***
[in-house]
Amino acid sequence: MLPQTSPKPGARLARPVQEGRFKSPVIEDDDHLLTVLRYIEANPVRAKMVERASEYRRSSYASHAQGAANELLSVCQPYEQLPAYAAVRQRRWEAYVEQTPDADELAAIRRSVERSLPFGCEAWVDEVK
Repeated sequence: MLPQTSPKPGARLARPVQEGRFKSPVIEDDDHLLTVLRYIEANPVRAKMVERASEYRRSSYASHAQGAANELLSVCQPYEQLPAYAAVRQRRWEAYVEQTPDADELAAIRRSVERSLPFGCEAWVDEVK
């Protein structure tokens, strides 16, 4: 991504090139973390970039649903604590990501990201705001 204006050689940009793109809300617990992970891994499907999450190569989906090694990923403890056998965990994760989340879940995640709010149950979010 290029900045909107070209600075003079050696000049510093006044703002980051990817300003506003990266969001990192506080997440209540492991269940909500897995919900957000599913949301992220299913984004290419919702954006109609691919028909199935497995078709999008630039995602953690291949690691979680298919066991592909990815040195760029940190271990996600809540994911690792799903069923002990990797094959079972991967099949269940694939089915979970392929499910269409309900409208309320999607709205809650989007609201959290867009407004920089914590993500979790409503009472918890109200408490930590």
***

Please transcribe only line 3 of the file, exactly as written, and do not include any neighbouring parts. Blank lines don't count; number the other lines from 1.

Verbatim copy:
Repeated sequence: MLPQTSPKPGARLARPVQEGRFKSPVIEDDDHLLTVLRYIEANPVRAKMVERASEYRRSSYASHAQGAANELLSVCQPYEQLPAYAAVRQRRWEAYVEQTPDADELAAIRRSVERSLPFGCEAWVDEVK